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Over Investment in Fiber Optic Networks Expensive and Unnecessary

19 May 2011Technology news
5 minute read

2011 Social Impact of Mobiles (SIM) report states affordable internet access will be accessed by mobile technology and require innovative content and pricing

  • The ubiquity of mobile and the growing number of low cost smart devices means that data services will be primarily accessed via mobile, particularly in emerging markets
  • Risk of over investment in the deployment of fixed line fibre access networks
  • Global websites, especially social networking sites, are becoming increasingly popular and will be a platform for the development of local content which in turn will help to drive down cost
  • Increased availability of spectrum will drive technology innovations and better coverage for the growing demand for mobile broadband services

The 2011 SIM Report concludes that the most effective way to provide affordable internet access to the majority of people in emerging economies is to extend the reach and capability of mobile networks. The current policy of focusing on significant investment in fibre access networks is unsustainable given the cost of deployment in rural areas. The report also suggests that greater efforts should be made to increase the amount of content and services that are valued by users as a way of driving the demand for data services and therefore increasing business opportunities.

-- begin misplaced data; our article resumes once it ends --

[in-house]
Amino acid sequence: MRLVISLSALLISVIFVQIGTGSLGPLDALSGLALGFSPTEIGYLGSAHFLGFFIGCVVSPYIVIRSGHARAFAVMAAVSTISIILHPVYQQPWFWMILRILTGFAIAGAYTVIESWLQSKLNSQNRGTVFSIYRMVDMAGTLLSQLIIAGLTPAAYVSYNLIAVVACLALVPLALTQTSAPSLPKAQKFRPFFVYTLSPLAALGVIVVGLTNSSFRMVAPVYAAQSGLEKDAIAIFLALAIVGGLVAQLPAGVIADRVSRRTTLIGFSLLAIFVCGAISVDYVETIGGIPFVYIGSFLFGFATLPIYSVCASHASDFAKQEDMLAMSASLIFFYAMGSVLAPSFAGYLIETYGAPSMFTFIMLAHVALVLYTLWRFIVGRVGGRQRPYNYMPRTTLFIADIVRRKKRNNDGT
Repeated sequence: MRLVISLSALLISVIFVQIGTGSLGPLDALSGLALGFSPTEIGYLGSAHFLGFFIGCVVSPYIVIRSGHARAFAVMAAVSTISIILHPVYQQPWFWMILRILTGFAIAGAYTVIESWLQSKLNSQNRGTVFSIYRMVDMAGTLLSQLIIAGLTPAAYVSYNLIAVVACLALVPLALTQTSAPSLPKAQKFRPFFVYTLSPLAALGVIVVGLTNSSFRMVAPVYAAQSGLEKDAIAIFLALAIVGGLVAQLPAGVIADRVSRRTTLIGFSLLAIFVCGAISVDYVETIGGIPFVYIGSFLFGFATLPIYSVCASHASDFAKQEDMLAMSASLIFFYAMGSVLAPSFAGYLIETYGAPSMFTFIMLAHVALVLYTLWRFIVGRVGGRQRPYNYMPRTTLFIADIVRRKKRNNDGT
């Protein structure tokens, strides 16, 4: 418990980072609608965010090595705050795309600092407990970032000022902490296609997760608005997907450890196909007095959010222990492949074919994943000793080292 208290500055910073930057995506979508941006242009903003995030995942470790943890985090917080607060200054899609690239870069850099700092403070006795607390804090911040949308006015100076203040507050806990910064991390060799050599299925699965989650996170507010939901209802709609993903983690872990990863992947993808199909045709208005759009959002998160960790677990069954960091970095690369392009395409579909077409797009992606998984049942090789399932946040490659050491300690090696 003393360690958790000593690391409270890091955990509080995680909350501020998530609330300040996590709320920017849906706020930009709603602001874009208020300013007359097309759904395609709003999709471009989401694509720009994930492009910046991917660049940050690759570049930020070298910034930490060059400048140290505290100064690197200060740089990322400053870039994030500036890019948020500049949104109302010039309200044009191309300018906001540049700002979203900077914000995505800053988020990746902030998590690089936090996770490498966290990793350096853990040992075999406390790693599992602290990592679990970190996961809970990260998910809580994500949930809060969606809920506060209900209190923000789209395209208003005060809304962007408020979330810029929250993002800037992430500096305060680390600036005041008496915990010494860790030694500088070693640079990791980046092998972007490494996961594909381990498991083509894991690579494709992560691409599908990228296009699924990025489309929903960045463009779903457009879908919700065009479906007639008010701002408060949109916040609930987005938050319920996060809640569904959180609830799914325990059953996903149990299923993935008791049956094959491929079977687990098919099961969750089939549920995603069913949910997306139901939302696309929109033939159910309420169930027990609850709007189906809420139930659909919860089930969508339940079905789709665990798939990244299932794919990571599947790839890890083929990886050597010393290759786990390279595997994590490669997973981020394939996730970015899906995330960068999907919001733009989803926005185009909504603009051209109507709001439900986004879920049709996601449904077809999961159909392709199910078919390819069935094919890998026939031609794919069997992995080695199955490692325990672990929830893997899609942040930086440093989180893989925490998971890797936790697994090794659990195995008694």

Co-funded by Vodafone and the World Wide Web Foundation as part of a series of studies on the socio-economic impact of mobile, the report provides substantial evidence to suggest that extending data services to as many people as possible will deliver considerable economic and social benefit. Given the ubiquity of mobile and the growing number of low cost smart devices, it is likely that data services will be primarily accessed via mobile, particularly in emerging markets where there is no significant legacy fixed- line infrastructure. Despite this, regulators in many emerging markets are over-investing or planning to invest, at great expense, in the deployment of fixed line fibre access networks. For example, the 2011 SIM report studies the Indian states of Maharashtra, Karnataka and Rajasthan to compare the feasibility of extending fibre access networks against mobile networks. It concludes that the deployment of a fibre access network would only be commercially viable in 3% of the districts. On the other hand, it is commercially viable to provide wireless broadband coverage to 98% of the districts.

Diane Coyle, Chair of the Vodafone SIM Panel and editor of the report said, “The aim of the SIM report is to provide policy makers with evidence that will help them shape their policies to stimulate economic growth. We believe that our findings show that the current emphasis on delivering fibre optic cable everywhere overlooks other effective means of extending the use of broadband in an affordable way.”